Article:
So what ties us together? We're tied together by our belief in political democracy. We're tied together by our belief in religious freedom. We're tied together by our belief in capitalism. . . . We're tied together because we respect human life. We're tied together because we respect the rule of law. Those are the group of ideas that make us Americans.
Rudy Giuliani, "Text of Mayor Giuliani's Farewell Address," New York Times, Dec. 27, 2001.
There is a striking moment in the movie Patton where George C. Scott speaks stirringly, almost poetically, about the warrior culture and the sacrifice it takes to be a soldier. In that instant, you can catch a glimpse of what it means to be a leader speaking to a group of followers. Here is Patton, the archetype of the American general, expounding on his theory of the warrior in history. He is confident, purposeful, and very direct. In short, he is a man who knows who he is and why he is speaking. That is the moment of awareness that every leadership speaker should strive to achieve.
Switch to another scene: Oprah Winfrey on the set of her TV studio. She alternates between calmness and enthusiasm, joy and sadness, fun and seriousness. Ms. Winfrey is a world away from a fictionalized George Patton, but she is every bit as dynamic and in control as he was - and maybe more so. She is a speaker who possesses the moment of awareness. She knows who she is and what her message is.
Patton and Winfrey are not unique. Every good leader-presenter possesses a high degree of self-awareness mixed with self-understanding of his or her role as a communicator. To many, the following questions may seem obvious, but until the framework for speaking is defined, the message cannot be clear. In this chapter, we will explore two concepts:
Who are you as a leadership communicator (e.g., a presenter, a coach, or something else)?
Why are you speaking to me?
Creating a leadership message is about having a point of view. It is the perspective that you bring to the subject material as a leader within the organization. Your perspective on the issue emerges from your role within the organization as well as the content of your leadership character, i.e., what you stand for.
It is important to note, however, that a leader's speaking style on the stump in front of an audience can differ somewhat from that leader's private side. Some of the most dynamic leaders may be quiet and shy off stage. They reserve their passion for the stage and the audience, rather like actors do. Likewise, some leaders who are lively and funny one on one are absolute duds on stage. This occurs because they have been unable to capture their private persona or are unwilling to share it with others in a public forum.
As a leadership communicator, you will be called upon to make your messages public. Why? Because that's how you lead. When a leader keeps everything inside, people are left to their own devices to try and figure out what the leader may, or may not, want. This is a failure of communications and a failure of leadership.
The role that you, as a leader-presenter, play in public is up to you. As a general rule, the closer you are on stage to what you are in private, the more meaningful and believable your presentation will be.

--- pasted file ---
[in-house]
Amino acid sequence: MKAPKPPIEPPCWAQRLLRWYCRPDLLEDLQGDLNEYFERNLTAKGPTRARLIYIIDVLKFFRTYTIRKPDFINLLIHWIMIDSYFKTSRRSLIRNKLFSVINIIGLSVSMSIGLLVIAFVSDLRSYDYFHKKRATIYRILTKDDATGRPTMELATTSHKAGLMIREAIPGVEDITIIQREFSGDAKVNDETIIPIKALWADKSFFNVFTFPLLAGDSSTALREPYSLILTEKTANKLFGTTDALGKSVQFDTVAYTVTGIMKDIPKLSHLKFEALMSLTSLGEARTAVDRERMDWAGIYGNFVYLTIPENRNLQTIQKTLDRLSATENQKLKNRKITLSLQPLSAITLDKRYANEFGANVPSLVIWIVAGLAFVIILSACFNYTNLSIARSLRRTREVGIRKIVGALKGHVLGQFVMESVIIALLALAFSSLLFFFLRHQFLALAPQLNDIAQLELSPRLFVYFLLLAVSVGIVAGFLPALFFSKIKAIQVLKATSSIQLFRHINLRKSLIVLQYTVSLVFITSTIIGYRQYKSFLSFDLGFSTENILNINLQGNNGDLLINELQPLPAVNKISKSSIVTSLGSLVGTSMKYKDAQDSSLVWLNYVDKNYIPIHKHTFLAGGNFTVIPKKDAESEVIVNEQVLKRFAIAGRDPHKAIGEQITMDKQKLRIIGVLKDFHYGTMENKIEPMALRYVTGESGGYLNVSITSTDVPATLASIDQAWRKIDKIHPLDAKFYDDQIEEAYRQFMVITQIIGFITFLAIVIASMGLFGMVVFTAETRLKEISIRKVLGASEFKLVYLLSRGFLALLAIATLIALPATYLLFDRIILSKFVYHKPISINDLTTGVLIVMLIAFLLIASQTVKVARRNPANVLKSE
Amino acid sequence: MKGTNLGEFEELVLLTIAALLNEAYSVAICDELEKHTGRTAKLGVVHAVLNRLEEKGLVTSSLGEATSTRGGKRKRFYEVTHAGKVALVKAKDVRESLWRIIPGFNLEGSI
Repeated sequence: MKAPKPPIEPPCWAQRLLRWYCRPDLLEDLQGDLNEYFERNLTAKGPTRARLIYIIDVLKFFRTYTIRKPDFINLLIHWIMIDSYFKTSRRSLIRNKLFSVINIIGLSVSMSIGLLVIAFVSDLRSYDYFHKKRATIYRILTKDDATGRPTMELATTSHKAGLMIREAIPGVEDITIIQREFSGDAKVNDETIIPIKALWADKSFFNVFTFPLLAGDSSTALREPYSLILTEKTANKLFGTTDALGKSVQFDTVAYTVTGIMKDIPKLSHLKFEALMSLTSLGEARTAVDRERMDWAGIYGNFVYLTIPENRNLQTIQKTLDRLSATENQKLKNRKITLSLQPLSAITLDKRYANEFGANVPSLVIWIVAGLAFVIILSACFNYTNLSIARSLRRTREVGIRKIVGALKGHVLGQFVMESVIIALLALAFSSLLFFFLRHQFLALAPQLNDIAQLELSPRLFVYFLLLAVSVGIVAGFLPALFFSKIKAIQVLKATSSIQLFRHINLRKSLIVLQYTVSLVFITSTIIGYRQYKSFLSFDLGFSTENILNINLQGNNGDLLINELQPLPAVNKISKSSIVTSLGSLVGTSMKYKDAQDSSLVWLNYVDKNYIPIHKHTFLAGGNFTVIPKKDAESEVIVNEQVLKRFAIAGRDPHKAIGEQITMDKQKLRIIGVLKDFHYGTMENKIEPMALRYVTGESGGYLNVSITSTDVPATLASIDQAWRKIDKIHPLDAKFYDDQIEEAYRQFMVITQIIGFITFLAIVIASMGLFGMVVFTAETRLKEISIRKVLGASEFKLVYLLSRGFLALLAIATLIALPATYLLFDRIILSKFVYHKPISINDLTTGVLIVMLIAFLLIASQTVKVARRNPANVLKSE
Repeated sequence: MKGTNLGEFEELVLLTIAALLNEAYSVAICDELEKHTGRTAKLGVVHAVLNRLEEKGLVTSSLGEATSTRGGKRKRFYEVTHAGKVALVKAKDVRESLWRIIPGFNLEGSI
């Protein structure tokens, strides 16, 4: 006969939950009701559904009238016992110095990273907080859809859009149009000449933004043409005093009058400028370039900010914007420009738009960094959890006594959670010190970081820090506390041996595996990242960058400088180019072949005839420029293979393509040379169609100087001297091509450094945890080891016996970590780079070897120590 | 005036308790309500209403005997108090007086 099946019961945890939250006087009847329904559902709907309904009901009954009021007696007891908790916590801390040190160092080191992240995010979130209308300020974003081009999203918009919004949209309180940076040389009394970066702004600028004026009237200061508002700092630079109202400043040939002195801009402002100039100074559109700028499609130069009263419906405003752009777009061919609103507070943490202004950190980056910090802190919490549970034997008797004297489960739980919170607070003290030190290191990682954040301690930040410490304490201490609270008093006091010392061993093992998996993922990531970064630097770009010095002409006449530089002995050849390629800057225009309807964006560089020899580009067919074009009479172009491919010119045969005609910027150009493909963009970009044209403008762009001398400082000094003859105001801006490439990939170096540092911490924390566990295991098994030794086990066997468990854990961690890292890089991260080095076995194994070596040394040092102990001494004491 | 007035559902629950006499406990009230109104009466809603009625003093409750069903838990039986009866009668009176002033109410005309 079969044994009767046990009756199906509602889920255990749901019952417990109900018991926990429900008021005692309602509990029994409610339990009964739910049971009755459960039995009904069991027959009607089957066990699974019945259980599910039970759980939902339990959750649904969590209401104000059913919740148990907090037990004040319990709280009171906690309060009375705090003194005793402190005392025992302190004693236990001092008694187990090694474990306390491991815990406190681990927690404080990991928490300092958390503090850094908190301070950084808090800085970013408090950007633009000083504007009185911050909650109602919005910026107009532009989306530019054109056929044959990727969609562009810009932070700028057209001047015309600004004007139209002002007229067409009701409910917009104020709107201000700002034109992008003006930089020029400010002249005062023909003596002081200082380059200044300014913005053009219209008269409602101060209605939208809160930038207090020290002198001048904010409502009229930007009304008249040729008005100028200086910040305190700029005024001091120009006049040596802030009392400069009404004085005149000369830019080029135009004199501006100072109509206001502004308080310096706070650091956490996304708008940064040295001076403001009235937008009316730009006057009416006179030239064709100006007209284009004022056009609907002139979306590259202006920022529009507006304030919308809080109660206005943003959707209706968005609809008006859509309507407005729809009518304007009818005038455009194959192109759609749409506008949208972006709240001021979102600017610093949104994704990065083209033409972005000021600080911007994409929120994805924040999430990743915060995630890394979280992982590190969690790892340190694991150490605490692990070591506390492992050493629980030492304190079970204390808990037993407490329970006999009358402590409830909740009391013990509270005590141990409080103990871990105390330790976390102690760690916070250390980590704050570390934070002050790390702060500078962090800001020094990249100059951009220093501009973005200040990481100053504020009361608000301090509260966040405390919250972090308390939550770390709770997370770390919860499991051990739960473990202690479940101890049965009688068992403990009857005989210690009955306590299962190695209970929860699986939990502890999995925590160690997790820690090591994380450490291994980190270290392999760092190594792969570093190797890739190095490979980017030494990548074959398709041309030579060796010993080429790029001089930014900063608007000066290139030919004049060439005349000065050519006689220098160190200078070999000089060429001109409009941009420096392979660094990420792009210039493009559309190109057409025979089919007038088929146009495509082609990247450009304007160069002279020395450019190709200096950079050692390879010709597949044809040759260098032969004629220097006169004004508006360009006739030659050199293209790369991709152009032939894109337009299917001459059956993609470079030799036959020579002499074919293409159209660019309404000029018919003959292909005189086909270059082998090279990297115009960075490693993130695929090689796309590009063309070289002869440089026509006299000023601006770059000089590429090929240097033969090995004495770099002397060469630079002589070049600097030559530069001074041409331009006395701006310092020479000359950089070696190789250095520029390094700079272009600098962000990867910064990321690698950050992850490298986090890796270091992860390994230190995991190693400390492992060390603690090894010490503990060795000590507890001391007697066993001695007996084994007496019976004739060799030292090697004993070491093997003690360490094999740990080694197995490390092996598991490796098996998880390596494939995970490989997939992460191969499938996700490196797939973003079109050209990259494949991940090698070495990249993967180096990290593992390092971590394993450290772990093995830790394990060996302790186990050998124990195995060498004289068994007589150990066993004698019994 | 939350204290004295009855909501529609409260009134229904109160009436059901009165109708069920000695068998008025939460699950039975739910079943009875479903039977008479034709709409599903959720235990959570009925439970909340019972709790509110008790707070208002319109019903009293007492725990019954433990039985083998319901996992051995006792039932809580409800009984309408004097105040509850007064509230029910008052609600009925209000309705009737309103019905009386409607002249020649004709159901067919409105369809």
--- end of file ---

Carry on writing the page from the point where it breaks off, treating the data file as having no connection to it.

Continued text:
We offer four models of leadership presentation (see Figure 2-1).
The first type of leadership communicator is the expert, or the keeper of the mission. The expert holds to the organization's mission - what the organization is and how it conducts business. Experts base their decision making on facts and their relationship to the business environment - how the company can anticipate and capitalize on market opportunities.
Colin Powell is an excellent example of the expert who understands the mission and what it takes to fulfill it. As one who was raised in the military as a soldier and then as a military aide to politicians, Powell knows his subject matter. When you listen to him speak, he presents his point of view as a matter of fact; in other words, he is abiding by the mission.
Corporate leaders, too, can be experts. They also keep close tabs on their human resources, always evaluating whether they have the right people doing the jobs and what they need to do to develop the next generation of leaders.
The second type of leadership communicator is what we call the visionary. Visionaries are those leaders whose ardent belief in their cause outweighs their words. Their speaking style comes from deep within, from their inner core values. Their mission is to persuade, to change points of view. And their leadership does not stop when the words do. Rather, it continues in the conduct of their daily lives.
One of the most impassioned leadership speakers of our times is Steve Jobs. A pioneer in the development of the personal computer, Jobs is a highly vocal advocate for the integration of technology into one's lifestyle. An accomplished speaker, Jobs knows how to involve the audience, how to tell a story, how to use language to draw mental pictures, and, most convincingly, how to use his passion to persuade others of the inevitability of his cause.
Jobs mixes the language of technology with a gee-whiz fascination with the possibilities of what digitally based personalized technologies can deliver. His experience in Hollywood as a founder of Pixar, an animation house, coupled with his iconic stature as the co-founder of Apple Computer, lends Jobs a stature that few in his industry can match. Another secret to Jobs's ability to sell his message is his willingness to intertwine his personal destiny with that of Apple. Thus, his message becomes larger than life and has more of an opportunity of being heard, not simply by dedicated users of Apple computers, but also by the mainstream media.